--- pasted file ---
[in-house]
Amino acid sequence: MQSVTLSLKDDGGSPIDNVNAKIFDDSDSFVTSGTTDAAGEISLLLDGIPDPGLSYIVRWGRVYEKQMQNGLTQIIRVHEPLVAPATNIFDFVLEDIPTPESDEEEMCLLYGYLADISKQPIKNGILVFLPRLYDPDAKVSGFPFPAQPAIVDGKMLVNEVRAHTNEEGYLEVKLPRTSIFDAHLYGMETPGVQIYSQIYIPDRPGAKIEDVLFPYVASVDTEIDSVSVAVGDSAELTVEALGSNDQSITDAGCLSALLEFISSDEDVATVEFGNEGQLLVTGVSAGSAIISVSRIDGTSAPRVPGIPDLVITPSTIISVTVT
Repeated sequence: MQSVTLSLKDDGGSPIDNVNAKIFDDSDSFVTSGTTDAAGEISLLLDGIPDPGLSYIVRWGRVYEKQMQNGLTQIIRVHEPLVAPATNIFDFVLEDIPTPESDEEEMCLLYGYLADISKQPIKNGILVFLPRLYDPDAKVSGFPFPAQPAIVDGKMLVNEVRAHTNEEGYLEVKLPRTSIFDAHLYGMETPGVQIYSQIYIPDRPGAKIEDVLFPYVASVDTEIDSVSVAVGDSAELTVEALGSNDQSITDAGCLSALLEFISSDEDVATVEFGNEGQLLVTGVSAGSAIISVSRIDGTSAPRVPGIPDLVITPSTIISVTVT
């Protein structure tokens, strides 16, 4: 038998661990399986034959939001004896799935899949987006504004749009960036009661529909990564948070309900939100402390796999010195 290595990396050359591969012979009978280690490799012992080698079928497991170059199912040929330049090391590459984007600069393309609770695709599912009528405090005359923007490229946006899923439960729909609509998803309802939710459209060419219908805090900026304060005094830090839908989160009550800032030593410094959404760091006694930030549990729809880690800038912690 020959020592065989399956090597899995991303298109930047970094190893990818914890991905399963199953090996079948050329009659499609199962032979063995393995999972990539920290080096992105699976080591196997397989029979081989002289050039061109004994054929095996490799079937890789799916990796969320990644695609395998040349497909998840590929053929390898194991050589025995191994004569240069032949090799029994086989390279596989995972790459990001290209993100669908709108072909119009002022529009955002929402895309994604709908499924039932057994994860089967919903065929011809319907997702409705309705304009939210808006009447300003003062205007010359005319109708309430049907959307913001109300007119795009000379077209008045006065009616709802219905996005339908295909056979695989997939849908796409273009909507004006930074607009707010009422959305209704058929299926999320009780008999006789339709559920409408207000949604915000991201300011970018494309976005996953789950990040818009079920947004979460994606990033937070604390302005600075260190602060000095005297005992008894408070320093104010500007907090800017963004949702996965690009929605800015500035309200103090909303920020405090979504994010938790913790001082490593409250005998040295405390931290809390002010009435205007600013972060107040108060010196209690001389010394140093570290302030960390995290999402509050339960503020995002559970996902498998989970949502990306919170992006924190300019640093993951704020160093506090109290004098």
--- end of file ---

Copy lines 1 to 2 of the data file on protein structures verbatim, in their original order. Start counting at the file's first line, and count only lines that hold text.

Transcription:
[in-house]
Amino acid sequence: MQSVTLSLKDDGGSPIDNVNAKIFDDSDSFVTSGTTDAAGEISLLLDGIPDPGLSYIVRWGRVYEKQMQNGLTQIIRVHEPLVAPATNIFDFVLEDIPTPESDEEEMCLLYGYLADISKQPIKNGILVFLPRLYDPDAKVSGFPFPAQPAIVDGKMLVNEVRAHTNEEGYLEVKLPRTSIFDAHLYGMETPGVQIYSQIYIPDRPGAKIEDVLFPYVASVDTEIDSVSVAVGDSAELTVEALGSNDQSITDAGCLSALLEFISSDEDVATVEFGNEGQLLVTGVSAGSAIISVSRIDGTSAPRVPGIPDLVITPSTIISVTVT